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New Member

Backups in a cluster environment?

What do the rest of you do for backups in clustered environments? You can backup the cluster level configuration very easily but if you have a failure you need a machine level backup. Do you take the time to remove the machines from the cluster to get a good machine level backup?

Anyone know what the best practice is for this or what is your procedure?

Long live the NATION!

6 REPLIES
New Member

Re: Backups in a cluster environment?

excellent questions.

i think the goal of a "cluster" concept is to have a no-backups-necessary kind of virtual configuration floating around in the ether. of course if you are making lots of machine level changes, then it's not practical to forgo individual backups.

temporarily removing machines and rejoining them shouldn't be too difficult, although you would want to probably suspend listeners and bring it offline for a few minutes:


1. temporarily remove the machine:
> clusterconfig removemachine

2. save configs via either email or local storage:
> saveconfig yes
> mailconfig yes

3. rejoin machine
> clusterconfig join [--port=xx]

important to note is that using 'mailconfig' or 'saveconfig' on a clustered box does give you everything you need, you just can't manually import it again as-is with 'loadconfig'. maybe it'd be easier to just do mailconfig from all appliances and parse out the machine level stuff in the XML config files???

i'd like to hear any other suggestions on how to pull this stuff out though! i'm sure there are some good ones!

andrew

New Member

Re: Backups in a cluster environment?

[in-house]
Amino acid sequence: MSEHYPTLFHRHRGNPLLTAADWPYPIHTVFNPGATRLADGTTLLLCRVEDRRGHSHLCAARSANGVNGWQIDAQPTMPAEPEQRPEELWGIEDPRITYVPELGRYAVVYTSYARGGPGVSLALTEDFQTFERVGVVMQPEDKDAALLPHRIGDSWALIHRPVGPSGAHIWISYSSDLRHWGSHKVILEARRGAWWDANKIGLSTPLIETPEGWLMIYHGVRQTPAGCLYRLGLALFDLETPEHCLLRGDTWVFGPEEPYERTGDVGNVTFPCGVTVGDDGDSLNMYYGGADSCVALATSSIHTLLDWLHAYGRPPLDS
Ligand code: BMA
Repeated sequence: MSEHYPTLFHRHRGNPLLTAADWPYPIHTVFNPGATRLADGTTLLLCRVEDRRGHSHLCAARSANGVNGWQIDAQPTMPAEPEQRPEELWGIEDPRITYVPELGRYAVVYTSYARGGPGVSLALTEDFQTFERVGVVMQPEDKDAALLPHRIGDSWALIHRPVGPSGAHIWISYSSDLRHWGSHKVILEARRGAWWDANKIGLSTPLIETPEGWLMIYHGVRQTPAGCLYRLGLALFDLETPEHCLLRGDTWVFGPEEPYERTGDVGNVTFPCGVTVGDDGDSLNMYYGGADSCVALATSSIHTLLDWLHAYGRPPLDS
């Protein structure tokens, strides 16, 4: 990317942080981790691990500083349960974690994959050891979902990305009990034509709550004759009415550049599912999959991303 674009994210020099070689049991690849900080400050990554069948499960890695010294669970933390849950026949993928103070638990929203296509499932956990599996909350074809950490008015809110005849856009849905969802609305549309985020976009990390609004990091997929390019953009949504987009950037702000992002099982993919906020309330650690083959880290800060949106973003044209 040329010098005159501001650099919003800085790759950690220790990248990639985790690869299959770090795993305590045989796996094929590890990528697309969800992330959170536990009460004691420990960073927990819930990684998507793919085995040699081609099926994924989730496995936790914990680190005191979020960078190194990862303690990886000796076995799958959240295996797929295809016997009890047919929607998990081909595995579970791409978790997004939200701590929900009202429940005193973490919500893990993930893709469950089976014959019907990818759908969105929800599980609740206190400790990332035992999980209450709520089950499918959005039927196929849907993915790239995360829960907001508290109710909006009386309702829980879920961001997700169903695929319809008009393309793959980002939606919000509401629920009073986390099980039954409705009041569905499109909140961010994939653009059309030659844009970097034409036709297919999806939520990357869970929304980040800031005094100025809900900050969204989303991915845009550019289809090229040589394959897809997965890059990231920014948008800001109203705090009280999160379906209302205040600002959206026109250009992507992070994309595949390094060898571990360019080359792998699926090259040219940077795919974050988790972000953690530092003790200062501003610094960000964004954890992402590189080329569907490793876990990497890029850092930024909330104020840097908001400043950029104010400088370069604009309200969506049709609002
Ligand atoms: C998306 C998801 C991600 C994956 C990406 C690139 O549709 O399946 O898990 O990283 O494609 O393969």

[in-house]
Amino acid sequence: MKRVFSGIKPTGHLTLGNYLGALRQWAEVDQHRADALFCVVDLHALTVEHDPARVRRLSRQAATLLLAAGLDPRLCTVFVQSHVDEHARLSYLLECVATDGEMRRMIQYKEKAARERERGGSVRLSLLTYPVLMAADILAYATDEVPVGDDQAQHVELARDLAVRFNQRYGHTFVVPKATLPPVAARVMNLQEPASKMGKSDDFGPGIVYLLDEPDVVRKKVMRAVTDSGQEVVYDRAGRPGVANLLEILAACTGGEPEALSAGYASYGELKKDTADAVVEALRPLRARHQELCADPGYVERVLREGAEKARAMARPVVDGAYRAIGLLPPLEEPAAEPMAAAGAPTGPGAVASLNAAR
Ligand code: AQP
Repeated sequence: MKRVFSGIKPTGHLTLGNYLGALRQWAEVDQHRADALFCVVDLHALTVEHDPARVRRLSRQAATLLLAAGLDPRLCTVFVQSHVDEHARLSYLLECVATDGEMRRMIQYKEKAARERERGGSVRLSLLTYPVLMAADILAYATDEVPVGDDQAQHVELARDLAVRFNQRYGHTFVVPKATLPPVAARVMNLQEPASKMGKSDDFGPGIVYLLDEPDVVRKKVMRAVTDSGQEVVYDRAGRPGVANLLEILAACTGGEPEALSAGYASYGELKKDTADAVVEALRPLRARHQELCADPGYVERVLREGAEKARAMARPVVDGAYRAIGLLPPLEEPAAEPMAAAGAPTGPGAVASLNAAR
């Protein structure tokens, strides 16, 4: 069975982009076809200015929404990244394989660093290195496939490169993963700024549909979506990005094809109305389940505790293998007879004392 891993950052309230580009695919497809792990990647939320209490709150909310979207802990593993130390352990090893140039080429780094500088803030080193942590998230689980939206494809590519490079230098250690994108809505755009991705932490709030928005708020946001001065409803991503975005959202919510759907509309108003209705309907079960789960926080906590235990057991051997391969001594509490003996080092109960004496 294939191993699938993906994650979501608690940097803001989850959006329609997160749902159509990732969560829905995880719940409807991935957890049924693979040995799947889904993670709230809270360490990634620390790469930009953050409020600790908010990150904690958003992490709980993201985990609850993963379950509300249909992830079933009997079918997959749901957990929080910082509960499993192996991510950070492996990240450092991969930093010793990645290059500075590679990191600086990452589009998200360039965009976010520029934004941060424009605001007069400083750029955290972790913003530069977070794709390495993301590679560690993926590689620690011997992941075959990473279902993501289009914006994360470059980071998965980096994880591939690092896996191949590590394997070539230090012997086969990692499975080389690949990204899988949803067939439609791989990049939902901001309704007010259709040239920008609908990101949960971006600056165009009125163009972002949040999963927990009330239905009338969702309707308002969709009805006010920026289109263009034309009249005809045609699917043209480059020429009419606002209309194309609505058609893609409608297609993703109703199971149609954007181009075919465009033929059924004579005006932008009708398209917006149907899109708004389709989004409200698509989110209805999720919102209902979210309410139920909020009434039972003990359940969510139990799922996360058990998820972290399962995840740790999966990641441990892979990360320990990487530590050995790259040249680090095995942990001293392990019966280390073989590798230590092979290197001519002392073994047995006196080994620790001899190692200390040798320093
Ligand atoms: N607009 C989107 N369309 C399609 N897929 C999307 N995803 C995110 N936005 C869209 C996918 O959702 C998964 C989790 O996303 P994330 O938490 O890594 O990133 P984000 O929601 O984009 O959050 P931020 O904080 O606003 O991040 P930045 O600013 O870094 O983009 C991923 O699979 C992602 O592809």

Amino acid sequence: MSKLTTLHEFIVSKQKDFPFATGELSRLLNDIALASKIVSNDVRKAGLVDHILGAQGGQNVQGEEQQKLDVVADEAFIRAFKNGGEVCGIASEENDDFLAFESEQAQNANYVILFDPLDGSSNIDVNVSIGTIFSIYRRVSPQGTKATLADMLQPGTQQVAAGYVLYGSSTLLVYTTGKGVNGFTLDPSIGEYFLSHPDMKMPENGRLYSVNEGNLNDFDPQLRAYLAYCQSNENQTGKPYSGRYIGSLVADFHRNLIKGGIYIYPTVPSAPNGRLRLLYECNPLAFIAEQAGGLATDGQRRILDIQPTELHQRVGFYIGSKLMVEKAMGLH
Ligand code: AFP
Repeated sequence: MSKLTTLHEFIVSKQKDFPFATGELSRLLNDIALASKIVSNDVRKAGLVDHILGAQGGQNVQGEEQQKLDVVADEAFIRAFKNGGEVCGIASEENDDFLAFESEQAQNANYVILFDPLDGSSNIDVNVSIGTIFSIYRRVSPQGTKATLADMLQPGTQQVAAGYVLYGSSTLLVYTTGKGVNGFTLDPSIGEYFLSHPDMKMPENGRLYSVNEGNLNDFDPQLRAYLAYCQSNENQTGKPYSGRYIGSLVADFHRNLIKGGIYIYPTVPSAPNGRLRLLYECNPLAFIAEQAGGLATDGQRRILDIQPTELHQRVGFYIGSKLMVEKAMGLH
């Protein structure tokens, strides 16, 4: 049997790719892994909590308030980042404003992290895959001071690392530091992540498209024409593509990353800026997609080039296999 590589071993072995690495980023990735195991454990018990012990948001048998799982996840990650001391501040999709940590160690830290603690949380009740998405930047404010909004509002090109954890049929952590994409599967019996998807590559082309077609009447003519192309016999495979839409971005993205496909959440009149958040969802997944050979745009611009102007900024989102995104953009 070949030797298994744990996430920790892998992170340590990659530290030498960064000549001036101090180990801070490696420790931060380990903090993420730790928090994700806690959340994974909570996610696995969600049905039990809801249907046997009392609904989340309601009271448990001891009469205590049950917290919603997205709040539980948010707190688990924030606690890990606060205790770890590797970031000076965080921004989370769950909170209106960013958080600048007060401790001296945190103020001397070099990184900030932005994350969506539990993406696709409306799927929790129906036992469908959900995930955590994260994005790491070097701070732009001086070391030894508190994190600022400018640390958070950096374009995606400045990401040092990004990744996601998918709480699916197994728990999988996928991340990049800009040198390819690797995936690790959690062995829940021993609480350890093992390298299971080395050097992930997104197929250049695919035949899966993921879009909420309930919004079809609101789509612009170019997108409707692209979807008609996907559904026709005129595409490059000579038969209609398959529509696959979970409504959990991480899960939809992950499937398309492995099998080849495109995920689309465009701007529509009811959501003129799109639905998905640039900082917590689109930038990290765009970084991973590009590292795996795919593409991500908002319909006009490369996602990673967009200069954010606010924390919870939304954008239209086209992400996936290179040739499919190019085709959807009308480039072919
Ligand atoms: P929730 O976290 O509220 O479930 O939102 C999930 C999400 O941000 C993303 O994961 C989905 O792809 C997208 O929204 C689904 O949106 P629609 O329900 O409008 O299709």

I like to use an expect script that runs on a daily crontab to mail the config to me

#!/usr/bin/expect -f
set ipaddr [lrange $argv 0 0]
set scriptname [lrange $argv 1 1]
set arg1 [lrange $argv 2 2]
#set timeout -1
spawn ssh -p (SSH PORT ON ESA) admin@$ipaddr $scriptname $arg1
match_max 100000
# send blank line (\r)
#send -- "\r"
expect eof



0 1 * * * /usr/bin/expect /root/scripts/ironbackup.exp x.x.x.x mailconfig (your email address)

Once I have this in mail format my Entourage rules send the XML file to a network storage location based on my inbound rules for subject line.

New Member

Re: Backups in a cluster environment?

Most of the times, a disaster recovery is needed due to a human error. The way Ironport handles the cluster configurations does not meet that fact at all. The Ironport way of clustering is a perfect solution for host outages, but gives no remedy against a (stupid) mistake of a human.

At this moment we take a daily copy of the configuration with a Unix shell script that triggers the Ironport to mail the configuration.

Another improvement plan I have is based on syslogNG functionality.
We are forwarding our Ironport logs to syslogNG and that brings in some interesting features.
One idea that's in my mind is to abuse syslogNG to trigger the "mail-me-the-config" shell script every time someone is "committing" a change. This way you will get a good repository of Ironport config files. This allows you to investigate when a certain change was made and gives you a (poor-mans) way of rolling back.

As soon as I have finished the stuff I might publish it (if someone is interested). The most optimal would be that Ironport would implement a way of reverting to previous policy versions.

Steven

New Member

Re: Backups in a cluster environment?

We have had the problem at a customers site, that the A/C was failing for the whole datacenter and due to a long chain of events both ironports on site were rebootet several times, but power failures occured during bootup. In the morning both cluster devices had a broken filesystem...

There is an open feature request with ironport to allow cluster backup. Just open a ticket as feature request to make the topic more important.

New Member

Re: Backups in a cluster environment?

Just submitted the feature request, thanks Eisenhafen.

New Member

Re: Backups in a cluster environment?

The lack of a working loadconfig in clusters has been much complained about to IronPort for years.

In addition to the issue of recovery from a catastrophic cluster failure it makes change control procedures messier to deal with because one is unable to quickly revert to a known good saved configuration.

James

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